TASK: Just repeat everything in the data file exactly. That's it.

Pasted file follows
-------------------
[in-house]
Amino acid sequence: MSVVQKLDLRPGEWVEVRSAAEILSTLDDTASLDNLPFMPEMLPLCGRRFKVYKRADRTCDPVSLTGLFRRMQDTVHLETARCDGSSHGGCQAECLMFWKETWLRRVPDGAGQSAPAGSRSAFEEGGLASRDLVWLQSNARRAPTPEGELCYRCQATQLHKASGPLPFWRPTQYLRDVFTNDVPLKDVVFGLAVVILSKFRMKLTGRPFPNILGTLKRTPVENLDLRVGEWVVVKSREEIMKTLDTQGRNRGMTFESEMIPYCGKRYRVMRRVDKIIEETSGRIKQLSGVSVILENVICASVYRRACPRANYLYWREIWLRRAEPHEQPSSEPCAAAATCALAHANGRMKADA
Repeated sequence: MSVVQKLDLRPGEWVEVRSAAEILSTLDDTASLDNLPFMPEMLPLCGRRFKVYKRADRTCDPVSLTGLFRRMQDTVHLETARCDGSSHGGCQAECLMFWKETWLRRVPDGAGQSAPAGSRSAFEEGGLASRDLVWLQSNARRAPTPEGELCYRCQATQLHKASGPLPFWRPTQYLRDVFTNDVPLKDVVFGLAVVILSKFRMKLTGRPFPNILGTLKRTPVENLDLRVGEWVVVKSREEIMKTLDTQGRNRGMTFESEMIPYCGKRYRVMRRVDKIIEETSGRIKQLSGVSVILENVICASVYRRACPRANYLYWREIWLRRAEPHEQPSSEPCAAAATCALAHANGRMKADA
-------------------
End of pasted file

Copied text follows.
[in-house]
Amino acid sequence: MSVVQKLDLRPGEWVEVRSAAEILSTLDDTASLDNLPFMPEMLPLCGRRFKVYKRADRTCDPVSLTGLFRRMQDTVHLETARCDGSSHGGCQAECLMFWKETWLRRVPDGAGQSAPAGSRSAFEEGGLASRDLVWLQSNARRAPTPEGELCYRCQATQLHKASGPLPFWRPTQYLRDVFTNDVPLKDVVFGLAVVILSKFRMKLTGRPFPNILGTLKRTPVENLDLRVGEWVVVKSREEIMKTLDTQGRNRGMTFESEMIPYCGKRYRVMRRVDKIIEETSGRIKQLSGVSVILENVICASVYRRACPRANYLYWREIWLRRAEPHEQPSSEPCAAAATCALAHANGRMKADA
Repeated sequence: MSVVQKLDLRPGEWVEVRSAAEILSTLDDTASLDNLPFMPEMLPLCGRRFKVYKRADRTCDPVSLTGLFRRMQDTVHLETARCDGSSHGGCQAECLMFWKETWLRRVPDGAGQSAPAGSRSAFEEGGLASRDLVWLQSNARRAPTPEGELCYRCQATQLHKASGPLPFWRPTQYLRDVFTNDVPLKDVVFGLAVVILSKFRMKLTGRPFPNILGTLKRTPVENLDLRVGEWVVVKSREEIMKTLDTQGRNRGMTFESEMIPYCGKRYRVMRRVDKIIEETSGRIKQLSGVSVILENVICASVYRRACPRANYLYWREIWLRRAEPHEQPSSEPCAAAATCALAHANGRMKADA